As a gift, asters placed in a bouquet with complementing flowers can be representative of love and admiration. They are often given to those born in September, or those celebrating a 20th wedding anniversary. As a more unique gift, you might present a single fresh or dried flower to a lover or friend as a love charm, as asters were thought by some ancient Greeks to hold the mystic power of drawing forth affection.
- Moss Rosebud and Myrtle – A confession of love
- Mignonette and Coloured Daisy – Your qualities surpass your charms of beauty
- Lily of the Valley and Ferns – Your unconscious sweetness has fascinated me
- Yellow Rose, Broken Straw and Ivy – Your jealousy has broken our friendship
- Scarlet Geranium, Passion Flower, Purple Hyacinth, and Arbor Vitae – I trust you will find consolation, through faith, in your sorrow; be assured of my unchanging friendship.
- Columbine, Day Lily, Broken Straw, Witch Hazel and Coloured Daisy – Your folly and flirtatiousness have broken the spell of your beauty.
- White Pink, Canary Grass and Laurel – Your talent and perseverance will win you glory.
- Golden-rod, Monkshead, Sweet Pea, and Forget-me-not – Be cautious; danger is near; I depart soon; forget me not.
The language of flowers, sometimes called florigraphy, was a Victorian-era means of communication in which various flowers and floral arrangements were used to send coded messages, allowing individuals to express feelings which otherwise could not be spoken. This language was most commonly communicated through Tussie-Mussies, an art which has a following today.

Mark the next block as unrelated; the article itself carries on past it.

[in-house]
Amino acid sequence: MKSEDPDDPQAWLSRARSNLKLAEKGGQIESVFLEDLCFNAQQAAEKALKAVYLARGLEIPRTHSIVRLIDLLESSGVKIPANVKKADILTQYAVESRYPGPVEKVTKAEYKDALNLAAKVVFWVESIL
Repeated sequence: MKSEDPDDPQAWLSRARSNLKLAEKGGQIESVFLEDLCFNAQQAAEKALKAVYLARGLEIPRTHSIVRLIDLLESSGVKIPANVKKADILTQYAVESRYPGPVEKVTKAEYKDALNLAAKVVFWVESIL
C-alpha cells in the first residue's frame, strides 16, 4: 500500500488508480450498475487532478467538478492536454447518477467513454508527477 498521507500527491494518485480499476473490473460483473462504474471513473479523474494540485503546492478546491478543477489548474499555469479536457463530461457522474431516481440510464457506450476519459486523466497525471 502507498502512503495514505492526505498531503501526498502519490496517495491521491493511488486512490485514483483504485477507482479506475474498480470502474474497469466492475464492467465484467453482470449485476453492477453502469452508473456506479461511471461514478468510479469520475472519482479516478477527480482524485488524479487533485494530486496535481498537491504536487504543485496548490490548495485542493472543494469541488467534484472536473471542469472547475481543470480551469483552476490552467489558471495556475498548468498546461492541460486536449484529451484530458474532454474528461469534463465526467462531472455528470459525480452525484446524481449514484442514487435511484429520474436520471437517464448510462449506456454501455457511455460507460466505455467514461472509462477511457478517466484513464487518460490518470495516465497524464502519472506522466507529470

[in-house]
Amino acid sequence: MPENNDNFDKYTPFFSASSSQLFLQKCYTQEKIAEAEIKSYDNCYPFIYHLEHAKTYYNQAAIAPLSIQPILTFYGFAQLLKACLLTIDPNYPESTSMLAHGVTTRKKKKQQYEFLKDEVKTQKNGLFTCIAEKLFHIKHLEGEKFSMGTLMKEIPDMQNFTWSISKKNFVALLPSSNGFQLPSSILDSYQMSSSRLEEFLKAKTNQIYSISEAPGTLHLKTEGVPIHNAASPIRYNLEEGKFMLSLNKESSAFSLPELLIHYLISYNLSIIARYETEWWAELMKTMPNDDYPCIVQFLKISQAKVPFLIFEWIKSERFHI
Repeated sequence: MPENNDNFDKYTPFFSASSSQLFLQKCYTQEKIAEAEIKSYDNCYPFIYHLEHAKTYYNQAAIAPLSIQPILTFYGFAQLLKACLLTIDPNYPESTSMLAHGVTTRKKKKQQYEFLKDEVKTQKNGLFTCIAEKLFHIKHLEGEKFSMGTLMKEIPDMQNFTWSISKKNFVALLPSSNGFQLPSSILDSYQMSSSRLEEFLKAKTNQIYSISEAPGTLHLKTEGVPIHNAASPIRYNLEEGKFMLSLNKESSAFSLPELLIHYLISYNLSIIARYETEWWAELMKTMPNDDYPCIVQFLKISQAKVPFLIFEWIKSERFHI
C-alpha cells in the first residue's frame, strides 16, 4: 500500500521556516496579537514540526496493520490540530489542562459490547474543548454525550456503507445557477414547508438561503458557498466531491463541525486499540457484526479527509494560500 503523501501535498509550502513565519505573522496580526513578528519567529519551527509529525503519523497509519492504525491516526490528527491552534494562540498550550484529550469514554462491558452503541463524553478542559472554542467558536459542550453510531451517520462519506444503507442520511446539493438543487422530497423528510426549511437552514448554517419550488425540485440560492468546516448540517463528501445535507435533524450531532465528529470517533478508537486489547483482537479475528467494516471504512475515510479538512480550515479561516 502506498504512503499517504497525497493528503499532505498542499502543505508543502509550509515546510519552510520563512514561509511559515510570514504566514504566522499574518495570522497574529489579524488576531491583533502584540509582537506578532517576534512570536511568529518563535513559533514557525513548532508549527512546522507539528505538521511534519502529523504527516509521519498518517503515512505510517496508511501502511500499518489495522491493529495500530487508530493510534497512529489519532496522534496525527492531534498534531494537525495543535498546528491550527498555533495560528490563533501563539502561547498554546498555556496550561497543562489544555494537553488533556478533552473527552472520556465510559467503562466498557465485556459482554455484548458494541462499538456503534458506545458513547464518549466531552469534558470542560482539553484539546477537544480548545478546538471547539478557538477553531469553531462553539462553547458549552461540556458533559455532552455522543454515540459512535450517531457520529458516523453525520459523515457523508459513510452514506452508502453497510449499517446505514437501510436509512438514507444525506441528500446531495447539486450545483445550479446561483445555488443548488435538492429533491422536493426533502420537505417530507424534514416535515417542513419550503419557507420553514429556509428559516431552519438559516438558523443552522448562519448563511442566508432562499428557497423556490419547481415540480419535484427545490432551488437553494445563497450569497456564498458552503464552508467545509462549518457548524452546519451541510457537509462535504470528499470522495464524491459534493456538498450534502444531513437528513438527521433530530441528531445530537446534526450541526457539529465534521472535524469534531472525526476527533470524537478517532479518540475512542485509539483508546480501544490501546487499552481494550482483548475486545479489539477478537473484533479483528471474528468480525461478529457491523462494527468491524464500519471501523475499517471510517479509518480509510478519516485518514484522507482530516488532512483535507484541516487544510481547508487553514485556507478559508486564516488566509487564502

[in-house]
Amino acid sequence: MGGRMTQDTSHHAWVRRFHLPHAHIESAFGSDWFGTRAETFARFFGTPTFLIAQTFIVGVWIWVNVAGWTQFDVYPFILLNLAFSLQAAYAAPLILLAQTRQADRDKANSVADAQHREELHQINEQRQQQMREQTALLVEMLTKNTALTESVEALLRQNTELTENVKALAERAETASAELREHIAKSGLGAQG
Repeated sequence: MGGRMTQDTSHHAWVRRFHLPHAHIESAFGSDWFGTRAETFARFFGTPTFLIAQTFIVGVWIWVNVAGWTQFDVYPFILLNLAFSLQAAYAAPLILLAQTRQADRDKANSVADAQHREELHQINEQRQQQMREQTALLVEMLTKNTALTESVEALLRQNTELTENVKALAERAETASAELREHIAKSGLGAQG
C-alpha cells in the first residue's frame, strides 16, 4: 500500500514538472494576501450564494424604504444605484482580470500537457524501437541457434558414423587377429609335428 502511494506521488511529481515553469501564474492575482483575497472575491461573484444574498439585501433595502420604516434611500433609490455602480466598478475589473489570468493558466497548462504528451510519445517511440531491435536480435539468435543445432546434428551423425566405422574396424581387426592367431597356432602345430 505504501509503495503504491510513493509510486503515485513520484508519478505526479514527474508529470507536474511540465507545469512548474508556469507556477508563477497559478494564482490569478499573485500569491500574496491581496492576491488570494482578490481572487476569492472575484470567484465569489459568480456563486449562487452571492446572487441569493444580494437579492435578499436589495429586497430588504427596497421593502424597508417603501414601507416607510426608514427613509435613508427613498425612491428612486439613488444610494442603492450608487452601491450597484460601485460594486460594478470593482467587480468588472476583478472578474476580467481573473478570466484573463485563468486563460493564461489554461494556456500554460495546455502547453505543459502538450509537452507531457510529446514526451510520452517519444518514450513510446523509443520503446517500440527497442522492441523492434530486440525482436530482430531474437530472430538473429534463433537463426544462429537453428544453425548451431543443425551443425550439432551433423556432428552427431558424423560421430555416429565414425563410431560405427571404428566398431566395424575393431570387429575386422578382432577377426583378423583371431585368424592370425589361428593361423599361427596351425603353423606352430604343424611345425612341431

The nuances of the language are now mostly forgotten, but red roses still imply passionate, romantic love and pink roses a lesser affection; white roses suggest virtue and chastity and yellow roses still stand for friendship or devotion. Also commonly known meanings are sunflowers, which can indicate either haughtiness or respect – they were the favorite flower of St. Julie Billiart for this reason. Gerbera (daisy) means innocence or purity. The iris, being named for the messenger of the gods in Greek mythology, still represents the sending of a message. A pansy signifies thought, a daffodil regard, and a strand of ivy fidelity.
You might also enjoy the Dictionary of the Language of Flowers, a list organized by the flower meanings rather than the flower names. If you are interested in combinations of flowers, you might want to read this post on Combining Flowers for Specific Intentions.
These language correspondences can be used when creating a spell, planting a magickal garden, to set an intention, or to send a message. You may notice some of the flowers (and plants) have meanings that seem incongruent or inconsistent. This is because language tends to change over time. Also, you may find that magickal correspondences to some of these flowers are in direct conflict – that is because the meanings were not derived from magickal sources. When in doubt, go with the meaning that resonates with your personal experience, and be clear with your intention. Pictures may be substituted for the actual flower or plant.
Here’s the list:
- Acacia – Secret love
- Acanthus – Art
- Aconite – Misanthropy
- Acorn – Nordic Symbol of Life and immortality
- African Marigold – Vulgar minds.
- Agrimony – Thankfulness
- Allspice – Compassion
- Aloe – Grief
- Almond (Common) – Stupidity. Indiscretion.
- Almond (Flowering) Hope – Promise, Hope,
- Almond (Tree) – Giddiness; heedlessness Stupidity, thoughtlessness
- Alyssum (Sweet) – Worth beyond beauty.
- Amaranth (Globe) – Immortal love
- Amaryllis – Pride; Pastoral Poetry
- Ambrosia – Your Love is Reciprocated
- Anemone – Forsaken, sickness, unfading love
- Apple Blossom – Preference, Fame speaks him great and good.
- Apple (Thorn) – Deceitful charms.
- Apricot Flower – Doubt, distrust
- Arborvitae – Everlasting friendship
- Arbutus – You’re the only one I love
- Arum – Ardor
- Asparagus – Fascination
- Aspen Tree – Sighing, Lamentation
- Asphodel – My regrets follow you to the grave
- Aster – Symbol of love, daintiness, talisman of love
- Aster (China) – Fidelity, variety, I will think of you
- Autumn Leaves – Melancholy
- Azalea – Take Care, temperance, fragile, passion, Chinese symbols of womanhood